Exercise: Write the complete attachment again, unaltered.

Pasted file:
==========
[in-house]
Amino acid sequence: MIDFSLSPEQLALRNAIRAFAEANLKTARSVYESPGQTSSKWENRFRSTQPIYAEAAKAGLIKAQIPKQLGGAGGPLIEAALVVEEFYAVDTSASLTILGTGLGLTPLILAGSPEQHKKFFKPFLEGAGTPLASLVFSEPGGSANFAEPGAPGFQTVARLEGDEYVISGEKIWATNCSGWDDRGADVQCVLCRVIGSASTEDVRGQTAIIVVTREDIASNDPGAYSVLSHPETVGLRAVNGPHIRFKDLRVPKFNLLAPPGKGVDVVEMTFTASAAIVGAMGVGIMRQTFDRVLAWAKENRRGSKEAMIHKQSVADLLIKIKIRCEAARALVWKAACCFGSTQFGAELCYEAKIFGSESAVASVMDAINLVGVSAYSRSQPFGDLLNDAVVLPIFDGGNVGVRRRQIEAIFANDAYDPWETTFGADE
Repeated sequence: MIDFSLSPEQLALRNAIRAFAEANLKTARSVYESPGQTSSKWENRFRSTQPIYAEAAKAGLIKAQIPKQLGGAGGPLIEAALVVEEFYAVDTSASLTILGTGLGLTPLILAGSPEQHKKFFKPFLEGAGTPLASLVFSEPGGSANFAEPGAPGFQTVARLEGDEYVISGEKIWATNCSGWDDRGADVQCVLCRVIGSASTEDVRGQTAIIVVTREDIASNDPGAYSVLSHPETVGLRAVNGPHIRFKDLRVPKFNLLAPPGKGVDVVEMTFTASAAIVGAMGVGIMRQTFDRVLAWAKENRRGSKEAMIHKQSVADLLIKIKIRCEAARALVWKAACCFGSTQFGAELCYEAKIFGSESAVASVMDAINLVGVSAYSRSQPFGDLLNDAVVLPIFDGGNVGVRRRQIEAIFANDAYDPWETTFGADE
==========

[in-house]
Amino acid sequence: MIDFSLSPEQLALRNAIRAFAEANLKTARSVYESPGQTSSKWENRFRSTQPIYAEAAKAGLIKAQIPKQLGGAGGPLIEAALVVEEFYAVDTSASLTILGTGLGLTPLILAGSPEQHKKFFKPFLEGAGTPLASLVFSEPGGSANFAEPGAPGFQTVARLEGDEYVISGEKIWATNCSGWDDRGADVQCVLCRVIGSASTEDVRGQTAIIVVTREDIASNDPGAYSVLSHPETVGLRAVNGPHIRFKDLRVPKFNLLAPPGKGVDVVEMTFTASAAIVGAMGVGIMRQTFDRVLAWAKENRRGSKEAMIHKQSVADLLIKIKIRCEAARALVWKAACCFGSTQFGAELCYEAKIFGSESAVASVMDAINLVGVSAYSRSQPFGDLLNDAVVLPIFDGGNVGVRRRQIEAIFANDAYDPWETTFGADE
Repeated sequence: MIDFSLSPEQLALRNAIRAFAEANLKTARSVYESPGQTSSKWENRFRSTQPIYAEAAKAGLIKAQIPKQLGGAGGPLIEAALVVEEFYAVDTSASLTILGTGLGLTPLILAGSPEQHKKFFKPFLEGAGTPLASLVFSEPGGSANFAEPGAPGFQTVARLEGDEYVISGEKIWATNCSGWDDRGADVQCVLCRVIGSASTEDVRGQTAIIVVTREDIASNDPGAYSVLSHPETVGLRAVNGPHIRFKDLRVPKFNLLAPPGKGVDVVEMTFTASAAIVGAMGVGIMRQTFDRVLAWAKENRRGSKEAMIHKQSVADLLIKIKIRCEAARALVWKAACCFGSTQFGAELCYEAKIFGSESAVASVMDAINLVGVSAYSRSQPFGDLLNDAVVLPIFDGGNVGVRRRQIEAIFANDAYDPWETTFGADE